I ask Briga how he decides what goes into each drink. “I don’t know; it just happens. What I have on the shelf is what I have. If they are all together, they will probably like each other, so we are playing,” he says, speaking of the jars as if they are children in a classroom. As I drink my gazoz on the bed of the truck, which doubles as the café’s seating, a line starts to form; five years after Briga opened shop, his talent is no longer a secret.
Today, both personal and cultural nostalgia for the drink have driven a small group of gazoz makers to reinterpret and revive it.
Elsewhere in Tel Aviv, chef Eyal Shani serves gazoz at his popular restaurant Miznon, where it accompanies the meat-stuffed pitas and roasted cauliflower heads he’s known for. His rendition sits somewhere between Briga’s and the drinks of past generations, mixing seltzer with a syrup from a small producer that comes in flavors like apricot, raspberry, apple, and grape. Shani just opened a branch of Miznon in New York this week. The opening menu appears to be gazoz-less, but the drink may be added later, a representative says.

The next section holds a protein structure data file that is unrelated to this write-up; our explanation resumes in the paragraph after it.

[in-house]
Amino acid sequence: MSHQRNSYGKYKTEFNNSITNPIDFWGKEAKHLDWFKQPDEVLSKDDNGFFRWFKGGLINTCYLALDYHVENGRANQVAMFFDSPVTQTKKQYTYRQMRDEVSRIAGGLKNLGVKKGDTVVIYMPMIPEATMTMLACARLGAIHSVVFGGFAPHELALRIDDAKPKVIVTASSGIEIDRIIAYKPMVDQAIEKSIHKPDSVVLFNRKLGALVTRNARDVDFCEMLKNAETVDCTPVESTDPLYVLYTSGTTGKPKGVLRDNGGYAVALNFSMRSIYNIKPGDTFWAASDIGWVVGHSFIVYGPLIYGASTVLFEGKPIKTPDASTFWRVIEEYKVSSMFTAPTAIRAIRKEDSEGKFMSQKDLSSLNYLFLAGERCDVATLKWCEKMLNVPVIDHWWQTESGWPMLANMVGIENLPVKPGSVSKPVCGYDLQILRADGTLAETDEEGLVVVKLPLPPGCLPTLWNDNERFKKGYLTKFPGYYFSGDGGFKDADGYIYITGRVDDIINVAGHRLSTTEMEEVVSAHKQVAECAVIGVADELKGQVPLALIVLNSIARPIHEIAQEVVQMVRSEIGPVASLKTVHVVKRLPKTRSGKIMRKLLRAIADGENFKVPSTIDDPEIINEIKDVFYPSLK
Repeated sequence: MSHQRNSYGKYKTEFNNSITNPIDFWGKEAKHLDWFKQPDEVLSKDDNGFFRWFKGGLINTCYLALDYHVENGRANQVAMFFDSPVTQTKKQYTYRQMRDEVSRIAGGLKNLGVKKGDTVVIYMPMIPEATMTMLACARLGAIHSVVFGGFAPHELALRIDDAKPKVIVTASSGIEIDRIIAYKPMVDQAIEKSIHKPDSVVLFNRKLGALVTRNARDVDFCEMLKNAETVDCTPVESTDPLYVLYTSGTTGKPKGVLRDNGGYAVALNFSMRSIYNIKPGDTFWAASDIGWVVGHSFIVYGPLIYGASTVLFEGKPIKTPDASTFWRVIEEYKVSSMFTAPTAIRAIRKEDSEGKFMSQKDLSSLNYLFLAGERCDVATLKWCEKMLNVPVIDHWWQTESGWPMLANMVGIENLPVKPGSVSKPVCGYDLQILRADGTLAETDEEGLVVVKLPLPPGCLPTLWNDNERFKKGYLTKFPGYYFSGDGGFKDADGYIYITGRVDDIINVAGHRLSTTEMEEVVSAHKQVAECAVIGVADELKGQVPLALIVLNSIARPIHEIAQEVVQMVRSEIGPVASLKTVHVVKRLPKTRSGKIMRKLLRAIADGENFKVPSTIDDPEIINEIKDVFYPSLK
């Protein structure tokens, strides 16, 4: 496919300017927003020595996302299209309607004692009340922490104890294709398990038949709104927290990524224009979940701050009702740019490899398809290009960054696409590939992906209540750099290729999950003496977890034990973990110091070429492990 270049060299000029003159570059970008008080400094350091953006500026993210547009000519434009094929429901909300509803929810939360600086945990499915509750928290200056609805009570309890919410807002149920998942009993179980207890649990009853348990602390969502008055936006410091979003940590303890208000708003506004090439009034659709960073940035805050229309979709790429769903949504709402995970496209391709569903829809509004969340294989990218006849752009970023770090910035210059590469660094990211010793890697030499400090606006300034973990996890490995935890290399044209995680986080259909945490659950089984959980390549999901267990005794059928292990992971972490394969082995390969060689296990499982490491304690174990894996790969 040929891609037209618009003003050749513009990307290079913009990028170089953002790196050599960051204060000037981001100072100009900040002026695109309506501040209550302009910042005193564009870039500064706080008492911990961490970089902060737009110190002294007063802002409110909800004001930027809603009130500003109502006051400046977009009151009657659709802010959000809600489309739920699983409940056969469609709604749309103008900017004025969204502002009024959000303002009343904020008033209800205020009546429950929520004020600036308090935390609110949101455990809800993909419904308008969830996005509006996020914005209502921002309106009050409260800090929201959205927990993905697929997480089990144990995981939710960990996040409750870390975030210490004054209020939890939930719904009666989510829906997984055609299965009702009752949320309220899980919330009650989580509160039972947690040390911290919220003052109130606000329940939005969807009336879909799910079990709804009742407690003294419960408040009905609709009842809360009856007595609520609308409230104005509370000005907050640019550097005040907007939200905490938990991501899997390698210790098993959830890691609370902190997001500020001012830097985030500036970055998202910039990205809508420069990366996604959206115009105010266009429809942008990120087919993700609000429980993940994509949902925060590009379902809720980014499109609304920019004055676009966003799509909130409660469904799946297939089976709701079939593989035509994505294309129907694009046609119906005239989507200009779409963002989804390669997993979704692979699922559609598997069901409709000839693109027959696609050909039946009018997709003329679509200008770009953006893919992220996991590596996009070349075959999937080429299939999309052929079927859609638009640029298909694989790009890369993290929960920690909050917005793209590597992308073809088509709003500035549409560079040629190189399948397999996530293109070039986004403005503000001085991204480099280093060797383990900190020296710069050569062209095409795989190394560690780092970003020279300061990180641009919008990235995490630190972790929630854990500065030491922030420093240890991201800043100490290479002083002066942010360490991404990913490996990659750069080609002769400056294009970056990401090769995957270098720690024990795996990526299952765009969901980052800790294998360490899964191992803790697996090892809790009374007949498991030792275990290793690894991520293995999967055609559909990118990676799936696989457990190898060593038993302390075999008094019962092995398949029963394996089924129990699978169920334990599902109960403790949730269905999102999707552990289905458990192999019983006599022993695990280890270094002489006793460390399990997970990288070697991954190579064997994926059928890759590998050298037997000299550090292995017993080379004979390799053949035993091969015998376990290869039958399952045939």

If Shani serves it in New York, he won’t be the first. Gabriel Stulman just debuted a lemon verbena and a grape shiso gazoz at his new all-day restaurant Studio in the Freehand Hotel in Manhattan. Instagram shots of Briga’s gazoz caught the eye of Danny Nusbaum, the chef and owner of Golda, a Middle Eastern–leaning restaurant in Brooklyn. Nusbaum grew up in New York but remembers the drink from regular visits to see family in Israel. The bottles of syrup were always in the house, he says, ready to be mixed with soda for gazoz or flat water for punch.